Michael Johnson
Technical Editor
March 30, 2017
Photos By: Travis Welch

When it comes to going fast, there are also many ways to accomplish your speed goals. Some choose the naturally-aspirated approach, while most others choose the power adder route with their choice of nitrous, supercharger, or a turbocharger.

Some choose a combination of boost and nitrous, but for Port Royal, Virginia’s Andy Howard, one turbo is all he’s needed to pave the way to 8-second elapsed times. However, now he’s looking for 7s.

Andy’s owned over 20 Mustangs, but he bought this 2013 GT after hearing so many good things about the Coyote engine. “This is a Track Pack car, and I thought it would be a typical bolt-on car, and drive the heck out of it,” Andy says. The car’s first mods were long-tube headers, an axle-back exhaust, and lowering springs. “It wasn’t long after that I wanted more,” Andy adds.

He visited JPC Racing for some suspension additions, and a nitrous kit, which resulted in high-10s with the stock MT-82 transmission and stock clutch. “I had fun with the stick, and had fun with the nitrous,” he says. Andy enjoyed the car mostly on weekends, but then he decided he wanted to go fast so back to JPC he went for the car’s turbo kit and Powerglide transmission swap.

Here’s the stock cubic inch powerplant featuring Darton Sleeves, Oliver rods, Diamond pistons, and the stock heads and cams. Of course, almost 30 pounds of boost from a JPC single turbo kit, that’s going to make a huge dent in the pavement upon launch. To make sure Andy has just the right amount of power, the car is tuned by JPC’s Kevin MacDonald.

JPC added one of its single turbo systems, but with an upgraded Precision 8285 single turbo and ProCharger intercooler. To take the boost, the car received an RGR Engines-built short-block with Darton sleeves, Oliver I-beam connecting rods, and Diamond pistons. The compression was kept high at 11.5:1 before the stock heads and cams were reinstalled. Andy loved the stick, but in the hopes of going really fast, in went a Transmission Specialties-built Powerglide with a JPC spec’d converter. Finishing off the transmission swap is a TCI Outlaw shifter, a B&M transmission cooler, and a Driveshaft Shop aluminum driveshaft. Out back is the stock 8.8 that’s been fortified with Strange Engineering axles, a Wavetrac differential, and 3.73 gears.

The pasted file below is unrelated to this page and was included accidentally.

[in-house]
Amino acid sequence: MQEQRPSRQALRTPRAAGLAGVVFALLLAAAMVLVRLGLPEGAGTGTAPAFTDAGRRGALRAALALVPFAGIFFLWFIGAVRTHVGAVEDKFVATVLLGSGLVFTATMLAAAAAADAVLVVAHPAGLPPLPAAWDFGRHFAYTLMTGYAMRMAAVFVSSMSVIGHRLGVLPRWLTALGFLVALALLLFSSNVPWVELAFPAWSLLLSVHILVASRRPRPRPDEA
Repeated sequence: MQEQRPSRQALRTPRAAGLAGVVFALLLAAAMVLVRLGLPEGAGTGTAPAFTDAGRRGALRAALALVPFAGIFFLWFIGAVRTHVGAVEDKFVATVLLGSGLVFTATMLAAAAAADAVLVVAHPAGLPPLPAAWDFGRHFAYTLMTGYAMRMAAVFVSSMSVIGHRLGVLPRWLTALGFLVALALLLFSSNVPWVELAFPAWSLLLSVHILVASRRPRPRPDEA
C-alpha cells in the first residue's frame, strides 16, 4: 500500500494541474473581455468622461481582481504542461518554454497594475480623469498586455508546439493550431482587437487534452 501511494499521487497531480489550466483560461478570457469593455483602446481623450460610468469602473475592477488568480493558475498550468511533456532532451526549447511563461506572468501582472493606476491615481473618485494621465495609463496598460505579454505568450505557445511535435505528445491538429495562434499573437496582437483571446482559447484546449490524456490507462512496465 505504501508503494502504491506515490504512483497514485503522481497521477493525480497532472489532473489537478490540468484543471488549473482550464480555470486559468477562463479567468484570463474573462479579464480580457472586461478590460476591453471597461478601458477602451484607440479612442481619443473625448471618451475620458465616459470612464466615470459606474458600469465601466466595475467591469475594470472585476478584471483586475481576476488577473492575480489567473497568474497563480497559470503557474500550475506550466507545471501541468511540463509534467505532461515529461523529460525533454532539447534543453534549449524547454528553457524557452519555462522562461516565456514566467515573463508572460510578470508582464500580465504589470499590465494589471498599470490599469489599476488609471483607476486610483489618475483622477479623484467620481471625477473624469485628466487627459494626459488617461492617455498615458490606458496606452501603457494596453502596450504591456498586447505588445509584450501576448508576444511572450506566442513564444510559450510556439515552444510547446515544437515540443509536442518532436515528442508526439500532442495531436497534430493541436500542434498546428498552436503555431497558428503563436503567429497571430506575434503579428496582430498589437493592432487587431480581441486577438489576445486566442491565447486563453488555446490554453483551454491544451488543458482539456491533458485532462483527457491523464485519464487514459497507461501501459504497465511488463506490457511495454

With these performance changes, Andy’s ride was good for an 8.24 at 165 mph with a 1.20-short time. Those times are the result of the car wearing pretty much everything BMR Suspension sells. The car has a BMR front K-member, control arms, radiator support, front and rear springs, Viking rear shocks, and BMR rear upper and lower control arms and anti-roll bar. Andy’s ride wears Belak wheels with Mickey Thompson rubber, including 275/60 ET Street Radial Pros out back.

Up until recently with the addition of a DMC Racing 10-point cage, the car has lacked many safety features. However, for 2017 Andy is addressing those issues by adding the cage, racing seats, and a parachute to help scrub down speed in addition to the Aerospace Components brakes.

Running low-8s, Andy could smell 7s, so that is the goal for 2017, and beyond. For a run at the 7s, Andy is changing out the front struts, taking some weight out of the car, adding more boost, adding a Holley Sniper intake manifold, and DMC Racing is adding a 10-point cage, as well. “We’re gonna play,” Andy says.

You’ll be able to see Andy’s GT pacing its way into the 7s at the NMRA’s Motorsport Nationals at Maple Grove, and World Finals at Bowling Green, Kentucky. He also plans to hit up the Imports vs. Domestics at MIR since it’s in his neighborhood, and the Mod Nationals at SGMP.

If the car’s past performance is any indication, the GT’s road to the 7s will be just as smooth.

Andy would like to thank Howard Bros. Paving, JPC Racing, RGR Engines, BMR Suspension, Belak Industries, and his number one supporters, his wife Jessica and daughter.

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